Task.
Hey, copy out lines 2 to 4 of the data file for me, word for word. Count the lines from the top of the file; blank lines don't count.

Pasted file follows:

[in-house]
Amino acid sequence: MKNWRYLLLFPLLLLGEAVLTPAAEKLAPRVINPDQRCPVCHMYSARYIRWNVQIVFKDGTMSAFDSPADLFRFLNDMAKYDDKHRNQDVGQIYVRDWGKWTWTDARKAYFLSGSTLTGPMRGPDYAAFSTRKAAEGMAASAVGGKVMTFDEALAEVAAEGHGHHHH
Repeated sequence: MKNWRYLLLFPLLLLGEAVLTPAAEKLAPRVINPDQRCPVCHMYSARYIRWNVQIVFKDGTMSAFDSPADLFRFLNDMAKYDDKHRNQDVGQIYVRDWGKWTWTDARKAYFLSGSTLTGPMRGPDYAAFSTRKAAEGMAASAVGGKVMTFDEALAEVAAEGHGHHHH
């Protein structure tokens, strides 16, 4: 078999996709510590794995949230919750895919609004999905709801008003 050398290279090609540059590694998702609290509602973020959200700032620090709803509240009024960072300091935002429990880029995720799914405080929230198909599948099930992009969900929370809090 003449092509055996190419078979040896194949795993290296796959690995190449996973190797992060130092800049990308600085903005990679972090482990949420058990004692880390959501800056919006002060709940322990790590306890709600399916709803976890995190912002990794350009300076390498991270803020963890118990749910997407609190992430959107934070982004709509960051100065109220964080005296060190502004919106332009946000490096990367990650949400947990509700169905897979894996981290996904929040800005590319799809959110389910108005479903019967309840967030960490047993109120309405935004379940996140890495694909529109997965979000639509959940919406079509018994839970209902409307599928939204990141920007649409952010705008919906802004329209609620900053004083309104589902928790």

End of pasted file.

Amino acid sequence: MKNWRYLLLFPLLLLGEAVLTPAAEKLAPRVINPDQRCPVCHMYSARYIRWNVQIVFKDGTMSAFDSPADLFRFLNDMAKYDDKHRNQDVGQIYVRDWGKWTWTDARKAYFLSGSTLTGPMRGPDYAAFSTRKAAEGMAASAVGGKVMTFDEALAEVAAEGHGHHHH
Repeated sequence: MKNWRYLLLFPLLLLGEAVLTPAAEKLAPRVINPDQRCPVCHMYSARYIRWNVQIVFKDGTMSAFDSPADLFRFLNDMAKYDDKHRNQDVGQIYVRDWGKWTWTDARKAYFLSGSTLTGPMRGPDYAAFSTRKAAEGMAASAVGGKVMTFDEALAEVAAEGHGHHHH
């Protein structure tokens, strides 16, 4: 078999996709510590794995949230919750895919609004999905709801008003 050398290279090609540059590694998702609290509602973020959200700032620090709803509240009024960072300091935002429990880029995720799914405080929230198909599948099930992009969900929370809090 003449092509055996190419078979040896194949795993290296796959690995190449996973190797992060130092800049990308600085903005990679972090482990949420058990004692880390959501800056919006002060709940322990790590306890709600399916709803976890995190912002990794350009300076390498991270803020963890118990749910997407609190992430959107934070982004709509960051100065109220964080005296060190502004919106332009946000490096990367990650949400947990509700169905897979894996981290996904929040800005590319799809959110389910108005479903019967309840967030960490047993109120309405935004379940996140890495694909529109997965979000639509959940919406079509018994839970209902409307599928939204990141920007649409952010705008919906802004329209609620900053004083309104589902928790």